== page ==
India continued to pile on the misery on West Indies as they reached a commanding 425 for 6 at lunch on Day 3 of the second Test in Kingston on Monday.
Wriddhiman Saha was dismissed for 47 on the verge of lunch, but Ajinkya Rahane was looking set to get his seventh Test century (74 batting) as they wore down the West Indies bowling with their patience and by putting the bad balls away. Adding 67 runs to their overnight score in the first session, India’s overall lead had swelled to 229.
With heavy thunderstorms forecast for Tuesday, the lead looks good enough for but India might want to bat out at least one more session to get a lead that will enable them to force an innings win. Just 26.4 overs were bowled in the first session. West Indies continued to give little away but they could have made further inroads had Rajendra Chandrika not dropped Rahane.
Devendra Bishoo’s delivery wasn’t short enough to play the cut but Rahane took his chance. The ball took the top edge and went to point but Chandrika failed to hold on to it. West Indies’ day also started with an eventful over from Shannon Gabriel that saw Saha’s edge fall short of second slip. Rahane, however, got India going with a boundary, a glance off his hips in the next over from debutant pacer Miguel Cummins. It was also against Cummins in the next over that Rahane brought up his fifty by cutting him over the slip cordon.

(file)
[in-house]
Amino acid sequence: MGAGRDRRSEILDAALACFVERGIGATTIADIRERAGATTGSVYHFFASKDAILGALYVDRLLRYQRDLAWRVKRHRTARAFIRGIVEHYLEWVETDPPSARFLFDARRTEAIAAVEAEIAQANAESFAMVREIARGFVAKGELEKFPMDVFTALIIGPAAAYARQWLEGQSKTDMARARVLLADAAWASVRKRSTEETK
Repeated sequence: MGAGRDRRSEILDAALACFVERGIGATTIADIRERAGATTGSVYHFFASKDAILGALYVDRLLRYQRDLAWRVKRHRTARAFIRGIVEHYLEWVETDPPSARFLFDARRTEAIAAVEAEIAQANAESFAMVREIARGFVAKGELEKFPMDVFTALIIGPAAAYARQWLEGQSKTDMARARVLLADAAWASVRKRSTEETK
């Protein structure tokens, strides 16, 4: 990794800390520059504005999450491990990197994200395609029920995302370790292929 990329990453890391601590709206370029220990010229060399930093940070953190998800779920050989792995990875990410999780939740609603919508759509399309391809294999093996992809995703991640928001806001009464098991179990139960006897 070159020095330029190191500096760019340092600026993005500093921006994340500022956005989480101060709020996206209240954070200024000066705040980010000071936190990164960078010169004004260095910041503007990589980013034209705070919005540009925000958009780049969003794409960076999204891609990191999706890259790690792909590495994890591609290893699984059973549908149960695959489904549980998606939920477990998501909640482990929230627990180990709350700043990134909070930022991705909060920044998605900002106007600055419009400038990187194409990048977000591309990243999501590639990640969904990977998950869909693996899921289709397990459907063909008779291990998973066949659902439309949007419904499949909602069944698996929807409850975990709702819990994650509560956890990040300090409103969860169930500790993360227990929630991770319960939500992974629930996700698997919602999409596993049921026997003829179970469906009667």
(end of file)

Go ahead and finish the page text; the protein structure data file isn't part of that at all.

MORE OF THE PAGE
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Saha looked a little edgy at times, but Rahane was so assured that India kept inching towards a big total. He drove and cut beautifully when not looking to defend. However, Rahane survived a couple of leg-before appeals against Jason Holder. The first was closer but the ball was just going down the leg. The second, according to replays, showed the ball flying just over the stumps.
Saha scored three boundaries in the morning session, including one over mid-off after coming down the track to Bishoo, but he largely restricted himself to some brisk running between the wickets, including a three after driving Cummins through cover.
Both Rahane and Saha continued to leave balls bowled just outside off-stump, but given the position India are in, they could have picked up the scoring against the defensive West Indies bowling. That, however, has been their plan throughout this series --- see out the first session and then start accelerating. Saha, however, couldn’t stay longer.
A fifty could have given him some boost, but Saha’s slow feet cost him his wicket against a Holder delivery that moved in and hit him low on the back pad. It was the West Indies captain’s first wicket in the series.